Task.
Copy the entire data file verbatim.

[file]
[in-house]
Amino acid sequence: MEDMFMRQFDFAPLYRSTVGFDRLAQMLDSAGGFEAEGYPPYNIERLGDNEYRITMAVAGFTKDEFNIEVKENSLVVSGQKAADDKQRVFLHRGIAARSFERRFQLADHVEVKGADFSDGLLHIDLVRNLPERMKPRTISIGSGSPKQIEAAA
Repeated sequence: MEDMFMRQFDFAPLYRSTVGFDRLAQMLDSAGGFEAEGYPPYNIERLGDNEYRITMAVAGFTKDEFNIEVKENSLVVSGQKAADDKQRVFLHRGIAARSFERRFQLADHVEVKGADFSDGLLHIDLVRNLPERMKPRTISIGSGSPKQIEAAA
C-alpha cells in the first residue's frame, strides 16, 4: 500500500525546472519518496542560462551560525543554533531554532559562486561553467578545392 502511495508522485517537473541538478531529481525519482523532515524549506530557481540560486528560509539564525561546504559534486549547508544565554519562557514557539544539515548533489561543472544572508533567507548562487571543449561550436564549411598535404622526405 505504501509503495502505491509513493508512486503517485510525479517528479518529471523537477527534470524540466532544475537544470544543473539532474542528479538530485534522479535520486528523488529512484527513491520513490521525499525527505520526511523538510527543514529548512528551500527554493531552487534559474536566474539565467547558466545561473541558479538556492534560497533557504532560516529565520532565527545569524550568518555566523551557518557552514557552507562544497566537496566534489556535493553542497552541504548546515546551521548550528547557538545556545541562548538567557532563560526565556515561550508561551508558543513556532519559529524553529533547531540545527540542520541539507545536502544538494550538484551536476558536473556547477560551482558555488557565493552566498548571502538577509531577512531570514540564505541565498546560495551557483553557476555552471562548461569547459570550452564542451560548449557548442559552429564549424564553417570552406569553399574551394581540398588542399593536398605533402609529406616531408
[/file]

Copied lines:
[in-house]
Amino acid sequence: MEDMFMRQFDFAPLYRSTVGFDRLAQMLDSAGGFEAEGYPPYNIERLGDNEYRITMAVAGFTKDEFNIEVKENSLVVSGQKAADDKQRVFLHRGIAARSFERRFQLADHVEVKGADFSDGLLHIDLVRNLPERMKPRTISIGSGSPKQIEAAA
Repeated sequence: MEDMFMRQFDFAPLYRSTVGFDRLAQMLDSAGGFEAEGYPPYNIERLGDNEYRITMAVAGFTKDEFNIEVKENSLVVSGQKAADDKQRVFLHRGIAARSFERRFQLADHVEVKGADFSDGLLHIDLVRNLPERMKPRTISIGSGSPKQIEAAA
C-alpha cells in the first residue's frame, strides 16, 4: 500500500525546472519518496542560462551560525543554533531554532559562486561553467578545392 502511495508522485517537473541538478531529481525519482523532515524549506530557481540560486528560509539564525561546504559534486549547508544565554519562557514557539544539515548533489561543472544572508533567507548562487571543449561550436564549411598535404622526405 505504501509503495502505491509513493508512486503517485510525479517528479518529471523537477527534470524540466532544475537544470544543473539532474542528479538530485534522479535520486528523488529512484527513491520513490521525499525527505520526511523538510527543514529548512528551500527554493531552487534559474536566474539565467547558466545561473541558479538556492534560497533557504532560516529565520532565527545569524550568518555566523551557518557552514557552507562544497566537496566534489556535493553542497552541504548546515546551521548550528547557538545556545541562548538567557532563560526565556515561550508561551508558543513556532519559529524553529533547531540545527540542520541539507545536502544538494550538484551536476558536473556547477560551482558555488557565493552566498548571502538577509531577512531570514540564505541565498546560495551557483553557476555552471562548461569547459570550452564542451560548449557548442559552429564549424564553417570552406569553399574551394581540398588542399593536398605533402609529406616531408